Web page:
twisted the same way. Lang lay ropes are said to have better fatigue resistance due to the flatter exposure of the wires.

Wire ropes are made mostly from high carbon steel for strength, versatility, resilience and availability and for cost consideration. Wire ropes can be uncoated or galvanised. Several grades of steel are used and are described in Table 1.

Figure 2: Foam Penetrating Type Wire Rope Table 1: Tensile strength of wire rope materials

Steel cable wire is stiff and springy. In non-preforming rope construction, broken or cut wires will straighten and stick out of the rope as a burr, posing a safety hazard. A preformed cable is made of wires that are shaped so that they lie naturally in their position in the strand, preventing the wires from protruding and potentially causing injury. Preformed wire ropes also have better fatigue resistance than non-preforming ropes and are ideal for working over small sheaves and around sharp angles.

Wire Rope Lubrication Lubricating wire ropes is a difficult proposition, regardless of the construction and composition.

Ropes with fibre cores are somewhat easier to lubricate than those made exclusively from steel materials. For this reason, it is important to consider carefully the issue of field re-lubrication when selecting rope for an application.

Wire rope lubricants have two principal functions: 1. To reduce friction as the individual wires move over each other.

2. To provide corrosion protection and lubrication in the core and inside wires, and on the exterior surfaces.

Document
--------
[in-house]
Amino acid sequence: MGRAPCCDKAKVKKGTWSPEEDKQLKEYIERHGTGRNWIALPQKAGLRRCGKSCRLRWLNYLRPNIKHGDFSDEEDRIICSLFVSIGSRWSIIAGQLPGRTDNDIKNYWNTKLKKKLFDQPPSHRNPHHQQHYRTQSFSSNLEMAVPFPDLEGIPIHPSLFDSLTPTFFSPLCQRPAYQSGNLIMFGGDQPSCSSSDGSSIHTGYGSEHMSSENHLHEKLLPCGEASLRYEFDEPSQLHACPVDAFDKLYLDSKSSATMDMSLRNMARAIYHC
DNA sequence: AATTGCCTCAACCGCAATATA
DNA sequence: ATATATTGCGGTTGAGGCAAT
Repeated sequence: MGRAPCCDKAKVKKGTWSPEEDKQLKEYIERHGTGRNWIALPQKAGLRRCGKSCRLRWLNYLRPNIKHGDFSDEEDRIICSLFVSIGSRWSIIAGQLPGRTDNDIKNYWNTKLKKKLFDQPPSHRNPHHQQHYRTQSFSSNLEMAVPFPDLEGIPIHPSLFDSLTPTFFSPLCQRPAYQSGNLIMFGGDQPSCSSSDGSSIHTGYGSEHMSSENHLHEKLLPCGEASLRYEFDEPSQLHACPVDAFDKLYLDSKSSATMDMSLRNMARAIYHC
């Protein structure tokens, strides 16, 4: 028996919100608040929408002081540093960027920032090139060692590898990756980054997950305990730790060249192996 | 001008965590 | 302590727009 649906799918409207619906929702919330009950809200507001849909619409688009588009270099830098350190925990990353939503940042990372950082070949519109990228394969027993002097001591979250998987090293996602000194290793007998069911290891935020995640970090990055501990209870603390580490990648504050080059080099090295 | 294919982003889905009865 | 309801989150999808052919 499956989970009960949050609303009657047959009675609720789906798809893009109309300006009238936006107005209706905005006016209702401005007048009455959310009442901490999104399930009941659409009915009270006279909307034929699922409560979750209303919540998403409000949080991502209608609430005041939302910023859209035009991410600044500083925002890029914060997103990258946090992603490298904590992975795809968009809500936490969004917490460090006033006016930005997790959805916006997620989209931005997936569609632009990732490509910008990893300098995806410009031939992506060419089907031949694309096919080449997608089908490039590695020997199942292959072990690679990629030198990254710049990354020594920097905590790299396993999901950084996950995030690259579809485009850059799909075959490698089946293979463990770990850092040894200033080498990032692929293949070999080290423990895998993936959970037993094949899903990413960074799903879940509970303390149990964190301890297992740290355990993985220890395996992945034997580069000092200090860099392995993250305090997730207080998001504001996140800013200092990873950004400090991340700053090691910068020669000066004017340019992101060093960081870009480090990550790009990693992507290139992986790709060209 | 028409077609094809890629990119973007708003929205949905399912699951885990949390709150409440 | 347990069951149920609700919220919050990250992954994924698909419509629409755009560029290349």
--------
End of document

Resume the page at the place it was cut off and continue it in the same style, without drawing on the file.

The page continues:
There are two types of wire rope lubricants, penetrating and coating. Penetrating lubricants contain a petroleum solvent that carries the lubricant into the core of the wire rope then evaporates, leaving behind a heavy lubricating film to protect and

Both types of wire rope lubricants are used. However, because most wire ropes fail from the inside, it is important to make sure that the center core receives sufficient lubricant. A combination approach in which a penetrating lubricant is used to saturate the core, followed with a coating to seal and protect the outer surface, is recommended. Wire rope lubricants can be petrolatum, asphaltic, grease, petroleum oils or vegetable oil-based (Figure 3).

lubricate each strand (Figure 2). Coating lubricants penetrate slightly, sealing the outside of the cable from moisture and reducing wear and fretting corrosion from contact with external bodies.

Figure 3: Grease Lubed Wire Rope

Petrolatum compounds, with the proper additives, provide excellent corrosion and water resistance. In addition, petrolatum compounds are translucent, allowing the technician to perform visible inspection. Petrolatum lubricants can drip off at higher temperatures but maintain their consistency well under cold temperature conditions.

Asphaltic compounds when used as a coating generally dry to a very dark hardened surface, which makes inspection difficult. They adhere well for extended long-term storage but will crack and become brittle in cold climates.

Various types of greases are used for wire rope lubrication. These coating types penetrate partially but usually do not saturate the rope core. Common grease thickeners include sodium, lithium, lithium complex and aluminum complex soaps. Greases used for this application generally have a soft semi-fluid consistency. They coat and achieve partial penetration if applied with lubricators such as the Viper Wire Rope Lubricator.

Continued on page 12 LUBE MAGAZINE NO.152 AUGUST 2019 11

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